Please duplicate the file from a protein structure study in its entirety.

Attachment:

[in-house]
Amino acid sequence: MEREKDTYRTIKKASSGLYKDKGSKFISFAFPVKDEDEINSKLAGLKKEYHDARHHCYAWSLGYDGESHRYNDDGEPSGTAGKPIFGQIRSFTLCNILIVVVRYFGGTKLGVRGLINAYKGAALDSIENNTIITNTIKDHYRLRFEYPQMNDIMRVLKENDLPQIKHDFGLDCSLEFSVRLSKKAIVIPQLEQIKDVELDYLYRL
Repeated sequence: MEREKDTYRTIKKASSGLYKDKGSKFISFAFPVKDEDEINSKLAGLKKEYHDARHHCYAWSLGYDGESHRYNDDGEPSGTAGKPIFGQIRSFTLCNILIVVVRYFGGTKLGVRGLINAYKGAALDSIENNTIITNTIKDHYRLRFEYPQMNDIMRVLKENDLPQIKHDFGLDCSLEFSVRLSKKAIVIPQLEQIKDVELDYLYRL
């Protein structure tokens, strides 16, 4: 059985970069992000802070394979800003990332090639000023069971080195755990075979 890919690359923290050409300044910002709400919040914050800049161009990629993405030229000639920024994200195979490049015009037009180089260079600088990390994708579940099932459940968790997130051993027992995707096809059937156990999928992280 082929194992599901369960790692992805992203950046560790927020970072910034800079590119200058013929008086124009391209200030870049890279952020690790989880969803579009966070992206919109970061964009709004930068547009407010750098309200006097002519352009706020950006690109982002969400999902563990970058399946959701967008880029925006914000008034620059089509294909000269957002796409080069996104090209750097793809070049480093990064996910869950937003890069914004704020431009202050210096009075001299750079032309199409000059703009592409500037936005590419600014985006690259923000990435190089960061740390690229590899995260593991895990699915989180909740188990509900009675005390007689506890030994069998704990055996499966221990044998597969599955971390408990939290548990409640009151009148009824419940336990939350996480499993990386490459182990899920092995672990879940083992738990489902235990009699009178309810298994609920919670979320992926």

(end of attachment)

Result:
[in-house]
Amino acid sequence: MEREKDTYRTIKKASSGLYKDKGSKFISFAFPVKDEDEINSKLAGLKKEYHDARHHCYAWSLGYDGESHRYNDDGEPSGTAGKPIFGQIRSFTLCNILIVVVRYFGGTKLGVRGLINAYKGAALDSIENNTIITNTIKDHYRLRFEYPQMNDIMRVLKENDLPQIKHDFGLDCSLEFSVRLSKKAIVIPQLEQIKDVELDYLYRL
Repeated sequence: MEREKDTYRTIKKASSGLYKDKGSKFISFAFPVKDEDEINSKLAGLKKEYHDARHHCYAWSLGYDGESHRYNDDGEPSGTAGKPIFGQIRSFTLCNILIVVVRYFGGTKLGVRGLINAYKGAALDSIENNTIITNTIKDHYRLRFEYPQMNDIMRVLKENDLPQIKHDFGLDCSLEFSVRLSKKAIVIPQLEQIKDVELDYLYRL
């Protein structure tokens, strides 16, 4: 059985970069992000802070394979800003990332090639000023069971080195755990075979 890919690359923290050409300044910002709400919040914050800049161009990629993405030229000639920024994200195979490049015009037009180089260079600088990390994708579940099932459940968790997130051993027992995707096809059937156990999928992280 082929194992599901369960790692992805992203950046560790927020970072910034800079590119200058013929008086124009391209200030870049890279952020690790989880969803579009966070992206919109970061964009709004930068547009407010750098309200006097002519352009706020950006690109982002969400999902563990970058399946959701967008880029925006914000008034620059089509294909000269957002796409080069996104090209750097793809070049480093990064996910869950937003890069914004704020431009202050210096009075001299750079032309199409000059703009592409500037936005590419600014985006690259923000990435190089960061740390690229590899995260593991895990699915989180909740188990509900009675005390007689506890030994069998704990055996499966221990044998597969599955971390408990939290548990409640009151009148009824419940336990939350996480499993990386490459182990899920092995672990879940083992738990489902235990009699009178309810298994609920919670979320992926």